[review] aleksander/huawei-ndisdup-cdc-wdm-rebased-1.2

Bjørn Mork bjorn at mork.no
Fri Jun 13 07:39:48 PDT 2014

Aleksander Morgado <aleksander at aleksander.es> writes:
> On Fri, Jun 13, 2014 at 10:24 AM, Bjørn Mork <bjorn at mork.no> wrote:
>> Eyyh, thinking some more about this I wonder if cdc-wdm play well with
>> this strategy?  We cannot expect the firmware to notify us again about
>> the remaining bytes.  Which means that we won't read them until the next
>> time the firmware has something to tell us.  Which is probably what
>> screws up MM here?  The delay between the initial 256 bytes and the rest
>> is possibly infinite.
>> This is probably food for a generic cdc-wdm fixup: We should resubmit
>> the read URB if the last read returned a full buffer.
> Yeah, if we don't get a IN event in the socket we won't try to read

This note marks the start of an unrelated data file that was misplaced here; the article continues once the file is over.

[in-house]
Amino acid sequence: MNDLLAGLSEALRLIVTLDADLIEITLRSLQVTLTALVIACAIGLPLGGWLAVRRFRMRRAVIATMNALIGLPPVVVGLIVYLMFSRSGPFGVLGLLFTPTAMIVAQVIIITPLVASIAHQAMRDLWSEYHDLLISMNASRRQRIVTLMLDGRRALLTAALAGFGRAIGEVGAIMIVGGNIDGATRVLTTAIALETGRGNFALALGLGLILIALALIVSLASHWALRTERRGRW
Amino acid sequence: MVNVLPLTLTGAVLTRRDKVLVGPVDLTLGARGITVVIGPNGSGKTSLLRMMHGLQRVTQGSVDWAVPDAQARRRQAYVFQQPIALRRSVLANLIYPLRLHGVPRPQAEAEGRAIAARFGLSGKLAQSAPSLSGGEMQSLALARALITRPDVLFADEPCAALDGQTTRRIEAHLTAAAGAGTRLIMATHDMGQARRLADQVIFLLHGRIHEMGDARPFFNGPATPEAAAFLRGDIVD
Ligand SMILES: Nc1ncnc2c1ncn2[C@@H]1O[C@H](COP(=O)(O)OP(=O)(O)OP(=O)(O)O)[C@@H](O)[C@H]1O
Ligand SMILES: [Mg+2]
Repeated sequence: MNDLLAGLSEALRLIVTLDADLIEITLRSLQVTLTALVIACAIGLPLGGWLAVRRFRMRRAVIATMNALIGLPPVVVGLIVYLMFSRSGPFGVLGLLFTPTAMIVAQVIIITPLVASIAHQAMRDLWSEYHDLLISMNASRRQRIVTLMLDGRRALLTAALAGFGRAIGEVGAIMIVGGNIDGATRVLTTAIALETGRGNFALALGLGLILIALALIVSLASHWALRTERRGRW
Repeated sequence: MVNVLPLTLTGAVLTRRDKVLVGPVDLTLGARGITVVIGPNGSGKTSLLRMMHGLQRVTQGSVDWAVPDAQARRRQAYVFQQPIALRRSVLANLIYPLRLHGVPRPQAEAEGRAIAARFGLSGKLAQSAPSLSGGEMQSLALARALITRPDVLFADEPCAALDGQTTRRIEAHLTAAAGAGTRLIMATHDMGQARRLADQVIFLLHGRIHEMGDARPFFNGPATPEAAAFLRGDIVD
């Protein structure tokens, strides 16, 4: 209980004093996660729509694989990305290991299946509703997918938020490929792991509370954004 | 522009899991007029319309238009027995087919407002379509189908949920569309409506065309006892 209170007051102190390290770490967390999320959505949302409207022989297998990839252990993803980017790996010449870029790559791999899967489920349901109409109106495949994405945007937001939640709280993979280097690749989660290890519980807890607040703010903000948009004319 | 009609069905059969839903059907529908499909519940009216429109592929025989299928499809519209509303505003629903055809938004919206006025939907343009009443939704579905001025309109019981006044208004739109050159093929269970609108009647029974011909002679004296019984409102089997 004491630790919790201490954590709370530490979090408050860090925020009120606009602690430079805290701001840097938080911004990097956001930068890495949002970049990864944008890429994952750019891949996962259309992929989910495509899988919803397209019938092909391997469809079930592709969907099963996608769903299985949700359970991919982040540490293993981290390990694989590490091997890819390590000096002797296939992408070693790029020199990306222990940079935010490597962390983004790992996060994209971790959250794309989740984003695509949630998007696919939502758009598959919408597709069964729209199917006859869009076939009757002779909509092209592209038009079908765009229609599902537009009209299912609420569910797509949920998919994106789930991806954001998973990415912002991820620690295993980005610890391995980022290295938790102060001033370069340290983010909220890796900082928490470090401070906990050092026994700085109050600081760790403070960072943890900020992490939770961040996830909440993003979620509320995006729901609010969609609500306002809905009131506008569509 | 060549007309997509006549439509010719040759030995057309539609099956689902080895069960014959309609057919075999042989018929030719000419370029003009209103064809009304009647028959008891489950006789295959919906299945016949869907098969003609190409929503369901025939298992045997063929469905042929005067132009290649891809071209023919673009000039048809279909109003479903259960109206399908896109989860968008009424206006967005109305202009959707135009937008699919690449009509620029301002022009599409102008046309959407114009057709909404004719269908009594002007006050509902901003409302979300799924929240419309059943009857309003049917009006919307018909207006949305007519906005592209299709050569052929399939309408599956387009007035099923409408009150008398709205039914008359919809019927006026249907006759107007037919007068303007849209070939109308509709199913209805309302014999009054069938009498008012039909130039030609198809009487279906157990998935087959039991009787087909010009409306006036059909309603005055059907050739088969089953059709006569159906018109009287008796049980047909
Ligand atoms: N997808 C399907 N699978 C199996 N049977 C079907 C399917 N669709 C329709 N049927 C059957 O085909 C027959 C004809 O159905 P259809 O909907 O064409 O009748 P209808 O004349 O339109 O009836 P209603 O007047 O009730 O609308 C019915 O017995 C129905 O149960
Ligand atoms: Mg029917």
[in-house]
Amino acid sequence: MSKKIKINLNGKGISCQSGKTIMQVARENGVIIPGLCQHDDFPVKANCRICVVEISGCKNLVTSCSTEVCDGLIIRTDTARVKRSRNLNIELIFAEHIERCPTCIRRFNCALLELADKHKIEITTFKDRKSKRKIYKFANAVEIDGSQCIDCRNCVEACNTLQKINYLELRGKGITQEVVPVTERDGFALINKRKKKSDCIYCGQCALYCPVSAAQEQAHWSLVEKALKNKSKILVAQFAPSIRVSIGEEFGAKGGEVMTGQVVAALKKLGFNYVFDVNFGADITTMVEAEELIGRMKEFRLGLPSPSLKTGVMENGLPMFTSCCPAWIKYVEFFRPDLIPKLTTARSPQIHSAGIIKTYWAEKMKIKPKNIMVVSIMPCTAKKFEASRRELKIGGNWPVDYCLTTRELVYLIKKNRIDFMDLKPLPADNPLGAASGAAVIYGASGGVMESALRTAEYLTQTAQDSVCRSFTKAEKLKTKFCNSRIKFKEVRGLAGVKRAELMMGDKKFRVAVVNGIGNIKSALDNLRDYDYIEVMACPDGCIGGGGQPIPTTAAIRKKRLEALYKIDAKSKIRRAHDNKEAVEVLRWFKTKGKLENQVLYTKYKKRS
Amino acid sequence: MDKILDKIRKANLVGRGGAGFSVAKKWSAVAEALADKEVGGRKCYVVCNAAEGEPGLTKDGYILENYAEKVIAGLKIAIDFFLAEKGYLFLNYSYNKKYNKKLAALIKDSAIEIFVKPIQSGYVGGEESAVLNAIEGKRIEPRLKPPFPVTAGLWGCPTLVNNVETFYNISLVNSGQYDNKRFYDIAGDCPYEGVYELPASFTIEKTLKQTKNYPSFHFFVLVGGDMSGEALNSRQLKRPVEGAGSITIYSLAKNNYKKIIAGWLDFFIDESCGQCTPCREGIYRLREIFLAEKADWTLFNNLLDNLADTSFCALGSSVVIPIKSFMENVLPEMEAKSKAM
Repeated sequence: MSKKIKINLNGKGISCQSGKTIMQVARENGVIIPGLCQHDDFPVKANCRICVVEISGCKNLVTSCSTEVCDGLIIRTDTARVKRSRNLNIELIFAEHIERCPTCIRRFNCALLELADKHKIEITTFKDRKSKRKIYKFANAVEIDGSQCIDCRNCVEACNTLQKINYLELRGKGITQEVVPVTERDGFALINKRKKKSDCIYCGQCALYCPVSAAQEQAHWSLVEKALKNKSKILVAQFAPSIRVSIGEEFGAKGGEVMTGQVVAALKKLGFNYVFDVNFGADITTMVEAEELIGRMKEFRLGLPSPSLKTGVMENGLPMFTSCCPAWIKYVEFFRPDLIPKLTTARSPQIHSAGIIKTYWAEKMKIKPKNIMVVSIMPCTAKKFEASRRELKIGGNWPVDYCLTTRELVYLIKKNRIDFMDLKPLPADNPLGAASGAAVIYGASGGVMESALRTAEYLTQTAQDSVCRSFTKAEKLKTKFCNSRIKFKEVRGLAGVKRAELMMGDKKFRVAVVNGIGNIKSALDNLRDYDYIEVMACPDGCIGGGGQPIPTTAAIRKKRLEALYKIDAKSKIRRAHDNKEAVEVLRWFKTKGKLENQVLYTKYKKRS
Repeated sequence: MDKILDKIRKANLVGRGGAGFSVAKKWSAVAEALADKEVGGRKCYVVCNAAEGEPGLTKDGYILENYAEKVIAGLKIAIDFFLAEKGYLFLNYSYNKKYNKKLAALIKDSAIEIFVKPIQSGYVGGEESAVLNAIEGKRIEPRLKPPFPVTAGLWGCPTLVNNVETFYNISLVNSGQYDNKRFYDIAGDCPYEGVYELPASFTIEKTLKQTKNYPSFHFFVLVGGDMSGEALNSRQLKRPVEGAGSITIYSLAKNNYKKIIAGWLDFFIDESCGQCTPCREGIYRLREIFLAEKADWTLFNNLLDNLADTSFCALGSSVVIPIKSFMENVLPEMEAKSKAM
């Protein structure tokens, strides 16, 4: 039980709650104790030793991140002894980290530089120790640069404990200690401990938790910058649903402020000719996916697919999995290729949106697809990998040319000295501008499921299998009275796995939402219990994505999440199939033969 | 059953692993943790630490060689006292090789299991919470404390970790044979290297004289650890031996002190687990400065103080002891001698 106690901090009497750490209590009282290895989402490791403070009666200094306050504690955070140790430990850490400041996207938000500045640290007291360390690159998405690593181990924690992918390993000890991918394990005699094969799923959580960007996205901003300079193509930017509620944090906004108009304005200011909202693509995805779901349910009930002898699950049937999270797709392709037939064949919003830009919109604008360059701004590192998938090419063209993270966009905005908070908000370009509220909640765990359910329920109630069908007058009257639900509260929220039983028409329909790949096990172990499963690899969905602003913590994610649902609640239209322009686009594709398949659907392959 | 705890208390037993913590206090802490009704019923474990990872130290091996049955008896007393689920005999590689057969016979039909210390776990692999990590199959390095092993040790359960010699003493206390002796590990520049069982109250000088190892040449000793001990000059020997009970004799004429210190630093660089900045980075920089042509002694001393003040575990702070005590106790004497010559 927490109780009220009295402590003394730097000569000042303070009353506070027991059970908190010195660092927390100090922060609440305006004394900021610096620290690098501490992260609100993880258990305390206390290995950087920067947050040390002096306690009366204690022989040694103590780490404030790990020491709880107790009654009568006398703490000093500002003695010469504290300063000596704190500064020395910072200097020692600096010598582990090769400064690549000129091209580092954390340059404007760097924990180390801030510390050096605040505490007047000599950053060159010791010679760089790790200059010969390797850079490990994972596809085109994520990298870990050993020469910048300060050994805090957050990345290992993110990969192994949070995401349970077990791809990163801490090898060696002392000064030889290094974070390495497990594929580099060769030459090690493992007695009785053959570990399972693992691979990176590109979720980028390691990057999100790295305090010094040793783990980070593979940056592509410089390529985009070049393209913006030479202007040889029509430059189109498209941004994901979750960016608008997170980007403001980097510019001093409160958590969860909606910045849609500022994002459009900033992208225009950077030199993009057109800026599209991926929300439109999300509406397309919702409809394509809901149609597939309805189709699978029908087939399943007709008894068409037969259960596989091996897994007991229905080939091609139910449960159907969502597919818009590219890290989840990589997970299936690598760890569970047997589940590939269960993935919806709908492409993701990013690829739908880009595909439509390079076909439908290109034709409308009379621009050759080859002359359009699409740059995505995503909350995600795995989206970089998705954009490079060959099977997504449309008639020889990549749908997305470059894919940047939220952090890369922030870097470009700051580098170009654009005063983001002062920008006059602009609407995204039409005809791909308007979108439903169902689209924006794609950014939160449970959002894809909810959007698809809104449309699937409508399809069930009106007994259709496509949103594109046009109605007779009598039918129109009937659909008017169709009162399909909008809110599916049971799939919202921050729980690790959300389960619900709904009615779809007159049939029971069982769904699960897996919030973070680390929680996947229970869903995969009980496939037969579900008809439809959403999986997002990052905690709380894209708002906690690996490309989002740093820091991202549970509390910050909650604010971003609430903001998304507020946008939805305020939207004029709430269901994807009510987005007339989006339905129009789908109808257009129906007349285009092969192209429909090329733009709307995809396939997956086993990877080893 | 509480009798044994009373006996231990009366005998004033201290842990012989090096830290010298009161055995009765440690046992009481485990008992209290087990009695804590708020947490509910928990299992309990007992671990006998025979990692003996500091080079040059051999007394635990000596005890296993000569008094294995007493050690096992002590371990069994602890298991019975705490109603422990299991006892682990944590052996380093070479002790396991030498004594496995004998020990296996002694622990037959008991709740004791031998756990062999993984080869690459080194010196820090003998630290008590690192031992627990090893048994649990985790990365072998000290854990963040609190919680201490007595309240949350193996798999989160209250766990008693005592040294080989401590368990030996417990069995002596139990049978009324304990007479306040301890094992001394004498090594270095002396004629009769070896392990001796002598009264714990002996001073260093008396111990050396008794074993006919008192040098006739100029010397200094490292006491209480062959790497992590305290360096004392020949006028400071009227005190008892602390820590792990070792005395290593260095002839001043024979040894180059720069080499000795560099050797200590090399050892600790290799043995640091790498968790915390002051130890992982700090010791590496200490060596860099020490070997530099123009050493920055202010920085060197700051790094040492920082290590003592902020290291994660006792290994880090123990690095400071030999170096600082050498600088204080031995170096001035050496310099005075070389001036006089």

> anything, so in this case we read up to the first 256 bytes and then
> MM was just sitting there waiting for more events to come.
> Is this something quick to fix in the driver?

A real quick fix is just increasing the size of the buffer.

I don't know about fixing the real problem. The cdc-wdm driver has
become a bit more messy than it should have been, making any such change
risky. I wonder how we could end up making this so complicated? ;-)

And then there is the question whether this change is appropriate for
all protocols handled by the cdc-wdm driver.  WDM and MBIM have well
defined message sizes, so we know we'll get a notification for the next
message even if we read a full buffer. And WDM is obviously important

The problem is QMI and the Huawei NCM thing, where we really don't know
what the firmware will send.  For QMI we do depend on having big enough
buffers anyway.  Nothing is prepared to see a split QMI message, which
is why we have set the buffer size to as much as 4096 in qmi_wwan.  I am
tempted to just close my eyes and see if the problem goes away :-)

Or maybe just go for the quick fix, like and increase the huawei_cdc_ncm
buffer size?  What do you say, Enrico? Is 512 bytes fine, or maybe 1024?
What is the largest single AT command response we can expect over this


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